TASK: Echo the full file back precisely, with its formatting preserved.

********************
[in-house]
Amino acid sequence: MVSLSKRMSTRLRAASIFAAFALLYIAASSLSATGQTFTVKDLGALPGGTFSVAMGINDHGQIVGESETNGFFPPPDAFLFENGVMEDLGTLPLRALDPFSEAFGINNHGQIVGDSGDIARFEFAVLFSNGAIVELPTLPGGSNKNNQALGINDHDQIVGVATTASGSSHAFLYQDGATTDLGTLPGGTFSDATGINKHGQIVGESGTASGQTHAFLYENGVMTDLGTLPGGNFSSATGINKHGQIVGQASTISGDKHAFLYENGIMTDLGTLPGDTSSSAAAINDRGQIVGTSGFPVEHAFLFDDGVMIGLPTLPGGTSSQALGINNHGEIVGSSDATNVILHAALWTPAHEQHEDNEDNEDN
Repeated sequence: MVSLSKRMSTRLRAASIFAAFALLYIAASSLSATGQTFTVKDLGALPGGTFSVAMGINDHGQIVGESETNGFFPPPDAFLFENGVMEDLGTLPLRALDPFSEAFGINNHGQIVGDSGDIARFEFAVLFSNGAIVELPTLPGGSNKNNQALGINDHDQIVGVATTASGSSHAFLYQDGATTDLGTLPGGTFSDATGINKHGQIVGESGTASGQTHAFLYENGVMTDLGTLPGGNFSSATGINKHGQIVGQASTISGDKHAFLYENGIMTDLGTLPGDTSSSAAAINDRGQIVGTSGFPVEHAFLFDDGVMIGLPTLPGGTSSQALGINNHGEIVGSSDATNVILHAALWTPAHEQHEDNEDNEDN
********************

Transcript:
[in-house]
Amino acid sequence: MVSLSKRMSTRLRAASIFAAFALLYIAASSLSATGQTFTVKDLGALPGGTFSVAMGINDHGQIVGESETNGFFPPPDAFLFENGVMEDLGTLPLRALDPFSEAFGINNHGQIVGDSGDIARFEFAVLFSNGAIVELPTLPGGSNKNNQALGINDHDQIVGVATTASGSSHAFLYQDGATTDLGTLPGGTFSDATGINKHGQIVGESGTASGQTHAFLYENGVMTDLGTLPGGNFSSATGINKHGQIVGQASTISGDKHAFLYENGIMTDLGTLPGDTSSSAAAINDRGQIVGTSGFPVEHAFLFDDGVMIGLPTLPGGTSSQALGINNHGEIVGSSDATNVILHAALWTPAHEQHEDNEDNEDN
Repeated sequence: MVSLSKRMSTRLRAASIFAAFALLYIAASSLSATGQTFTVKDLGALPGGTFSVAMGINDHGQIVGESETNGFFPPPDAFLFENGVMEDLGTLPLRALDPFSEAFGINNHGQIVGDSGDIARFEFAVLFSNGAIVELPTLPGGSNKNNQALGINDHDQIVGVATTASGSSHAFLYQDGATTDLGTLPGGTFSDATGINKHGQIVGESGTASGQTHAFLYENGVMTDLGTLPGGNFSSATGINKHGQIVGQASTISGDKHAFLYENGIMTDLGTLPGDTSSSAAAINDRGQIVGTSGFPVEHAFLFDDGVMIGLPTLPGGTSSQALGINNHGEIVGSSDATNVILHAALWTPAHEQHEDNEDNEDN